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Dogma, Part 3

with 8 comments

Yeah, yeah.

I know.

Three entries on a minor incident, and I just can’t stop.

But yesterday I ended up in an internet discussion with one of the wo men protesting Ron Lindsay’s speech–and a woman whose behavior proves that Lindsay’s fears for what the conference was likely to produce were entirely justified.

I think that it’s important to recognize that at the base of all the talk about “privilege” and “hearing diverse voices”  is a naked grab for power, backed up by a willingness to engage in any kind of dishonesty to score.

So, here goes:

1) The purpose of the technique is to get your opponent angry.  Once your opponent is angry, you can sit up and go, “See?   She’s just irrational. I’m the reasonable one here!”

2) The purpose of number 1 is to deligitimize  your opponent’s  position without actually having to defeat it.

3) The reason that’s the purpose is because you CAN’T defeat i t.  Your opponent is right and you are wrong, and you know it.

4) My opponent–we’ll call  her D–went after t his by constantly telling me I was “using hyperbole–after all, sexual  harrassment cases don’t usually end in court” and “what usually  happens is a write up and a training session–some employees actuall take advantage of this situation to better their skills.”

5) Of course, a write up and a re education sentence ARE punishment, and I’d be willing to bet that most of the employees sentenced to them resent the hell out of them in private no matter how they make nice in public to  keep their  jobs.

6) D began her argument by  insisting that sexual  harrassment l aw HAD to be subjective, that it was ONLY subjective feelings that counted, there could NOT be an objective definition of harrassment, that “perception is everything.”

7) I pointed out what should be obvious–in such a case,  it was not possible for someone to know IF he was breaking the law or not.  If the entire “crime” was in the contents  of somebody else’s head, then there was no way to avoid committing  it, and no defense against a charge of it.  It’s harrassment if your accuser says it is.  We’ve just gotten rid of the rules of evidence AND the presumption of innocence in one fell stroke.

8) At this point we’d get more accusations of how I was engaging in  hyperbole–but most cases  don’t go to court!  Do  you think there’s a reason why t his woman can’t grasp the difference between most cases DON’T go to court (which is irrelevant) and most cases CAN’T go to court (which would at least be a legitimate complaint)?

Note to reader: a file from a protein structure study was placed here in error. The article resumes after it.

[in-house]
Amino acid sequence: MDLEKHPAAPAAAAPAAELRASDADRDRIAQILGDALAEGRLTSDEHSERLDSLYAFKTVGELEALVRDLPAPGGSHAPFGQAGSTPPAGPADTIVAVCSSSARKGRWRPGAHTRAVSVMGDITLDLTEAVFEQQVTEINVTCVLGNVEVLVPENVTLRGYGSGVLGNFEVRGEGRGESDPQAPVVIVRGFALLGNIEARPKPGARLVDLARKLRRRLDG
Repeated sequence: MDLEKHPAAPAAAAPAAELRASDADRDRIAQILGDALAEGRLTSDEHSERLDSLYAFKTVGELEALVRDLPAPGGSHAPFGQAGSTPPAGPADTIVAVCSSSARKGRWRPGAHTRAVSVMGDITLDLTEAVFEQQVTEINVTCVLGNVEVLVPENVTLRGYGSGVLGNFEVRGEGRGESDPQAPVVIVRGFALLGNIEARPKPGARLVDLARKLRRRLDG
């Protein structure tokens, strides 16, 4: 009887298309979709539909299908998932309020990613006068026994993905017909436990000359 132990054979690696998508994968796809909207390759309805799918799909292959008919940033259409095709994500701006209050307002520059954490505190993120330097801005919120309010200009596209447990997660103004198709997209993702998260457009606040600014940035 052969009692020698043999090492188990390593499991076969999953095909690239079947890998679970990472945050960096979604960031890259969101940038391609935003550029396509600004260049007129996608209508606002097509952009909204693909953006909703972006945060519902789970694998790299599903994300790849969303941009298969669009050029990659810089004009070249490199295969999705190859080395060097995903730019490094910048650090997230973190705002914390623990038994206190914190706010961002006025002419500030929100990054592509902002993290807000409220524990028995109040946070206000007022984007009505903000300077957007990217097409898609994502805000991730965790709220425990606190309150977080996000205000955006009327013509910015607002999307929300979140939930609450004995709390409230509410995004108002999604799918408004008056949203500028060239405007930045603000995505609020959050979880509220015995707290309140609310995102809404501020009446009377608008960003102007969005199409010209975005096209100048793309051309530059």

9) At that point, I would point out that a write up and a training session WERE punishment, and she’d go back to denying it.

10) At that point–well, after a few rounds of this–she produced a legal definition of  harrassment and went–there!  don’t do that and you’ll be fine and free of those “pesky” training sessions.

11) You know what the problem with that was?   The legal  defintion she gave me was NOT based on anybody’s subjective feelings.  I think it was overly broad, but it did in fact give two objectively verifiable criteria for what is and what isn’t harrassment. 

          a) it required that the behavior show a pattern over time AND

          b) it implied–by saying that the behavior must be “unwanted”–that the accused must have been TOLD at some point that he should not be doing what he’s doing.

12) This is a far cry from “perceptions are everything” and “harrassment law  has to be subjective.”  It’s a far cry from that because it ISN’T that.  It is, instead, an attempt to establish rules that are OBJECTIVELY VERIFIABLE and DO NOT DEPEND ON THE SUBJECTIVE FEELINGS of self-declared victims.

13) She would then go back to telling me that harrassment law has to be subjective.

14) Oh, and she’d also throw around a lot of hackneyed Latin catchphrases and then  TRANSLATE them for me.  I think this might have been an attempt to intimidate me–oh, poor you, I’m much better educated than you.  I even know Latin!  So, you know, what the  hell.  She got the wrong person.

15) When I inexplicably refused to fall for this nonsense, or to be thrown off topic by various ruses (New Coke failed because–!) she would then declare that talking to me was like talking to a brick wall and all I did was make statement and provide  no evidence–it was up to ME, according to D, to explain why subjective feelings shouldn’t “count.”

16) I still say that since the exclusion of subjective feelings  has been a standard part of both the rules of evidence AND the scientific method for centuries–she’s the one who has the burden of proving that should be changed.

17) And I am now utterly convinced that Ron Lindsay had every right to expect that that conference would end where he said it would. 

People like this were in t he audience.

Written by janeh

May 26th, 2013 at 9:23 am

Posted in Uncategorized

8 Responses to 'Dogma, Part 3'

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  1. I saw the discussion but didn’t know the person you were talking to (mostly). Is she an academic? Because I can tell you that getting written up and having retraining is definitely regarded as punishment. Sure, the company is giving the employee a chance to change their behavior – after all, it’s cheaper to “fix” an employee than to fire him and hire someone else and start training again. But it’s still the first step on the path to getting terminated.